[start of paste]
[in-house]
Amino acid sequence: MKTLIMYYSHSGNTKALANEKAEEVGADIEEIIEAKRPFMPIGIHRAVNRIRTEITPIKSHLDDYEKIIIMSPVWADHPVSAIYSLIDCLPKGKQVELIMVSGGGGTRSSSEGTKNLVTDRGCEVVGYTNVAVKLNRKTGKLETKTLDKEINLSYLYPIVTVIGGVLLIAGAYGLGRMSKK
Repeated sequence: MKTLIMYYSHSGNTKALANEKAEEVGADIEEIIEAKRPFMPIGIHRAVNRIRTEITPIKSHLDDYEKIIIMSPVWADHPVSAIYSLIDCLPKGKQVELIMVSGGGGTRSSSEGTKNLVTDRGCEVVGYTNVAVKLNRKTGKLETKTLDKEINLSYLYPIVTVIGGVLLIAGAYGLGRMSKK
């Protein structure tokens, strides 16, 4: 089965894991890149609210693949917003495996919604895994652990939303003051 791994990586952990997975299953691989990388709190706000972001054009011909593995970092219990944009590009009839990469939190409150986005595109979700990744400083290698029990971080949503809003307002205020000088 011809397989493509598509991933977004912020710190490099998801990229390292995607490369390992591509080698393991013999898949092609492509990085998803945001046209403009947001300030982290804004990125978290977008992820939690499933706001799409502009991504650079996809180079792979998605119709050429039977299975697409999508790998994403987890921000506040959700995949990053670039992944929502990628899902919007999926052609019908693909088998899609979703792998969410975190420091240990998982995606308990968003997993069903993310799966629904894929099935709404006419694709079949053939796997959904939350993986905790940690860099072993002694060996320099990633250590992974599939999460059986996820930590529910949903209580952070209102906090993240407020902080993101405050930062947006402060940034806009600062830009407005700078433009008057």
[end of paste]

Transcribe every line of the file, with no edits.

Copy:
[in-house]
Amino acid sequence: MKTLIMYYSHSGNTKALANEKAEEVGADIEEIIEAKRPFMPIGIHRAVNRIRTEITPIKSHLDDYEKIIIMSPVWADHPVSAIYSLIDCLPKGKQVELIMVSGGGGTRSSSEGTKNLVTDRGCEVVGYTNVAVKLNRKTGKLETKTLDKEINLSYLYPIVTVIGGVLLIAGAYGLGRMSKK
Repeated sequence: MKTLIMYYSHSGNTKALANEKAEEVGADIEEIIEAKRPFMPIGIHRAVNRIRTEITPIKSHLDDYEKIIIMSPVWADHPVSAIYSLIDCLPKGKQVELIMVSGGGGTRSSSEGTKNLVTDRGCEVVGYTNVAVKLNRKTGKLETKTLDKEINLSYLYPIVTVIGGVLLIAGAYGLGRMSKK
């Protein structure tokens, strides 16, 4: 089965894991890149609210693949917003495996919604895994652990939303003051 791994990586952990997975299953691989990388709190706000972001054009011909593995970092219990944009590009009839990469939190409150986005595109979700990744400083290698029990971080949503809003307002205020000088 011809397989493509598509991933977004912020710190490099998801990229390292995607490369390992591509080698393991013999898949092609492509990085998803945001046209403009947001300030982290804004990125978290977008992820939690499933706001799409502009991504650079996809180079792979998605119709050429039977299975697409999508790998994403987890921000506040959700995949990053670039992944929502990628899902919007999926052609019908693909088998899609979703792998969410975190420091240990998982995606308990968003997993069903993310799966629904894929099935709404006419694709079949053939796997959904939350993986905790940690860099072993002694060996320099990633250590992974599939999460059986996820930590529910949903209580952070209102906090993240407020902080993101405050930062947006402060940034806009600062830009407005700078433009008057």